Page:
Travels With George: In Search of Washington and His Legacy
According to popular belief, George Washington, the Revolutionary War’s famous leader, led the Colonies to an unlikely triumph against the tyrannical British monarchy and its onerous taxation. However, as Nathaniel Philbrick writes in Travels With George: In Search of Washington and His Legacy, Washington’s true problems as a leader started after that. With abolitionists to the north, enslavers to the south, and anti-Federalists everywhere (including his own Cabinet), Washington embarked on an unpleasant, grueling tour across the unstable new nation he felt obligated to unify only months after his 1789 inauguration.
In the late summer of 2018, at a tense political juncture, Philbrick, his wife, and their “red bushy-tailed Nova Scotia duck-tolling retriever,” Dora, set off from Washington’s Mount Vernon to follow in the footsteps of the former president. Inspired by John Steinbeck’s Travels With Charley, in which he wrote, “We do not take a trip; a trip takes us,” Philbrick envisioned “a voyage of quirky and humorous adventure,” but it “proved more disturbing and unexpected than I ever could have imagined.”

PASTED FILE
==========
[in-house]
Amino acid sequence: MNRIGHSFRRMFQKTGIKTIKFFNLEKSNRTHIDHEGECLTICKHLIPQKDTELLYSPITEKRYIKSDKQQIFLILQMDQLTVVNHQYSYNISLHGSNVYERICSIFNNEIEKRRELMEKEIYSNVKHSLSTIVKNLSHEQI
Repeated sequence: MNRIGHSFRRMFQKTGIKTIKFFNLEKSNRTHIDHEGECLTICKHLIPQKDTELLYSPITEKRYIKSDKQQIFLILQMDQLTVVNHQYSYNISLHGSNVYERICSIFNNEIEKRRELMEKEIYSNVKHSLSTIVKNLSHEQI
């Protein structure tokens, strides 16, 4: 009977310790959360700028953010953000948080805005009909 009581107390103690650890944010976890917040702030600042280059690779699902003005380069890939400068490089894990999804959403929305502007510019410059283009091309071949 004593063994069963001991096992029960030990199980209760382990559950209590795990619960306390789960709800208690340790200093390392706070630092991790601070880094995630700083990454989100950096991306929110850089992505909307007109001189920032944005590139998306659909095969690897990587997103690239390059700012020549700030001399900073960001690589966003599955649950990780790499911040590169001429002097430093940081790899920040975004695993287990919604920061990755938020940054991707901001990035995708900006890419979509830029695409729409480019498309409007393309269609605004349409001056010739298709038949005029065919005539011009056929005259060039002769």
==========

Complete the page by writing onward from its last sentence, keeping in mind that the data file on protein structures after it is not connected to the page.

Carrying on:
Philbrick gives the information while visiting the cities Washington once rode through on his white horse, marched through in a cream-colored carriage with two enslaved postillions, or strolled into wearing a plain brown suit (the new president had a flair for political theater). He explains how Washington became known as “the father of the American mule,” dispels falsehoods about the first president’s wooden teeth, and enhances facts with the assistance of local archivists, librarians, curators, docents, and even grandchildren of individuals who were present. But, throughout, Philbrick retains one foot in the present and a respectful perspective on it, assessing risks then—such as when Washington’s horses slid off a ferry—and now—such as when Philbrick’s own yacht nearly overturned in a fierce storm on his trip to Newport, Rhode Island.
“I believe it’s extremely essential that we perceive the past as a lived past rather of something that was fated to be,” Philbrick told BookPage in 2006 for Mayflower, his Pulitzer Prize contender in history. He achieves this goal once again with Travels With George. Washington emerges as the complex, imperfect, but no less courageous leader that his fledgling country sorely needed. The amount and quality of the data gathered by Philbrick as he crosses history and presents make this an exceptional read.